As noted before, James A Beard, one of the foremost food authorities in US history, was born in Portland. He spent many a summer in the town of Gearhart where he became familiar with the local foods of Oregon and the Northwest: salmon, Dungeness crabs, hazelnuts, local fruits - and had it existed when he was younger, certainly the marionberry. Marionberries, hmmm.
State Nicknames: The Beaver State
Admission to the US: February 14, 1859 (#33)
Capital: Salem (3rd largest)
Other Important Cities: Portland (largest), Eugene (2nd largest), Gresham (4th largest)
Region: Northwest, Pacific; Pacific (US Census)
RAFT Nations: Salmon, Pinyon Nut
Bordered by: Washington and the Columbia River (north), Idaho (east), the Snake River (northeast), California & Nevada (south), the Pacific Ocean (west)
Official State Foods and Edible Things: beaver (animal, though they are generally no longer eaten), milk (beverage), Dungeness crab (crustacean), Chinook salmon (fish), Oregon grape (flower, bearing an indigenous fruit that was once gathered and eaten), pear (fruit), Pacific golden chanterelle (mushroom), hazelnut / filbert (nut - they're the same thing)
Some Famous and Typical Foods: Northwestern and Pacific foods, including: Pacific seafood (salmon, Dungeness crab, etc), hazelnuts, pears, marionberries (first grown in Oregon), huckleberries, blueberries; Portland is an epicenter of the American food truck industry
I have never eaten marionberries - or Marion blackberries - before. I've seen marionberry jam and preserves in the stores and marionberry syrup at Trader Joe's (or was it Whole Foods?) but never picked any up. But the marionberry (no not the former Washington, DC, mayor and current city councilmember) is quintessentially Oregonian, not just Northwestern. How so? It was created in part by Oregon State University, as Monica Mersinger prosaically puts it for the Salem (Oregon) Public Library:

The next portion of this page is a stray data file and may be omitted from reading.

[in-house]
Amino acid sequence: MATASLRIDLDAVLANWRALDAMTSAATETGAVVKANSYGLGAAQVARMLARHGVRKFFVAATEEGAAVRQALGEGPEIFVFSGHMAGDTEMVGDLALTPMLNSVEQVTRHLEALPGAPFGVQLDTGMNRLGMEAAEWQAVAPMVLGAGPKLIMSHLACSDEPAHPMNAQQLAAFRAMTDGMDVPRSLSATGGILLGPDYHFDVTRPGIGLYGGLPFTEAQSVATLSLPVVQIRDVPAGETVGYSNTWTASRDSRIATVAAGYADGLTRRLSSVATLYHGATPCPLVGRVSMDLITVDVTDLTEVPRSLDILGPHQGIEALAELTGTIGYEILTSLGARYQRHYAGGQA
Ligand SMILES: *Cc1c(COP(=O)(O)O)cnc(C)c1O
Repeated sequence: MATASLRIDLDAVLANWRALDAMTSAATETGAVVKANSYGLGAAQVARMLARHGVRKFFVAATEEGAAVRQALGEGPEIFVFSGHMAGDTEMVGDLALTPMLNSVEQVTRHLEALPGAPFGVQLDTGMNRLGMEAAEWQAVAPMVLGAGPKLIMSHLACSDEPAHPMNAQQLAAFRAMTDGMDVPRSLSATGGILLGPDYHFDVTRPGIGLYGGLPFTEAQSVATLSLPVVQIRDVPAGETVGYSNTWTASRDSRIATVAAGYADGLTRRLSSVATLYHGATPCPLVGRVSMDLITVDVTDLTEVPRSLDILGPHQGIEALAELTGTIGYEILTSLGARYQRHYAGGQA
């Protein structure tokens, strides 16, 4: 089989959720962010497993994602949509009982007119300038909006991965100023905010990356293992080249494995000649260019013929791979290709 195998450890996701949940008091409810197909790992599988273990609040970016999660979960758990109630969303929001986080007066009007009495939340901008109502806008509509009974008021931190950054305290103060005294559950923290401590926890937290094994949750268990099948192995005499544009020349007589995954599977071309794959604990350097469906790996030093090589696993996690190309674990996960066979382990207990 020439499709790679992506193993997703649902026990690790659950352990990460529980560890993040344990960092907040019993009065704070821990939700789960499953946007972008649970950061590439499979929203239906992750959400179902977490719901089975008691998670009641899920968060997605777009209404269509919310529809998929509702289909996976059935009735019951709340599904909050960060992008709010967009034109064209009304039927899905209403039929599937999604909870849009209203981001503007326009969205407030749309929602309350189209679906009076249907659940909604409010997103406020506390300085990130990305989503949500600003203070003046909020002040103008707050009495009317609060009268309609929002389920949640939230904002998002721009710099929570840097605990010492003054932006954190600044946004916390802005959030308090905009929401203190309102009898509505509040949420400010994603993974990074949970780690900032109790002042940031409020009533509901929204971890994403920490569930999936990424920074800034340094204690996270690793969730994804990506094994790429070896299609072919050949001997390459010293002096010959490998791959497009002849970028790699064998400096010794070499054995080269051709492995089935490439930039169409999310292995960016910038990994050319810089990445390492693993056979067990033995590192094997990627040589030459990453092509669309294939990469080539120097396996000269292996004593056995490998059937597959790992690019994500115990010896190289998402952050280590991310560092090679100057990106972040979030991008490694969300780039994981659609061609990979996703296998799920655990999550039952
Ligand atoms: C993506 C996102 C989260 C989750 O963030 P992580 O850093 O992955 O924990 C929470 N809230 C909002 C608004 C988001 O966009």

Summer's fresh flavor is locked in this hybrid blackberry developed by Oregon State University's Agricultural Research and Development Program in Corvallis, Oregon. It is a blackberry cross between two previous Oregon hybrids, the smaller, but tasty Chehalem and the larger, higher-producing Ollalie. George F. Waldo of the U.S. Department of Agriculture began its development in 1945, and it was tested at Willamette Valley farms. The new variety was released under its name of Marionberry in 1956. [Mersinger 2006]Most of the few places that marionberries grow are in Oregon. In fact, Mersinger says that about 90% of all marionberries are grown not just in Oregon, but specifically around the Salem area.
In honor of James A Beard and his love for Northwestern foods, Oregon Public Broadcasting produced an episode of its show The Oregon Experience about Beard. The episode, "A Cuisine of Our Own", included recipes from the master himself. It also includes a recipe Beard certainly would have enjoyed making and eating: a simple marionberry cobbler, courtesy of Nancy Lewis from her family farm, and featured in the book Eating It Up in Eden: the Oregon Century Farm & Ranch Cookbook by Richard Engeman .
There is just one wee problem: I have looked all over the place and I simply cannot find marionberries anywhere. I thought I had seen them frozen in a bag at Whole Foods, but I must have imagined this. On the other hand, everyone has blackberries. But I didn't want to make a simple blackberry cobbler, though that would have been a more than acceptable facsimile. If I was stuck with blackberries for this Oregonian recipe, at least I was going to use ones from Oregon.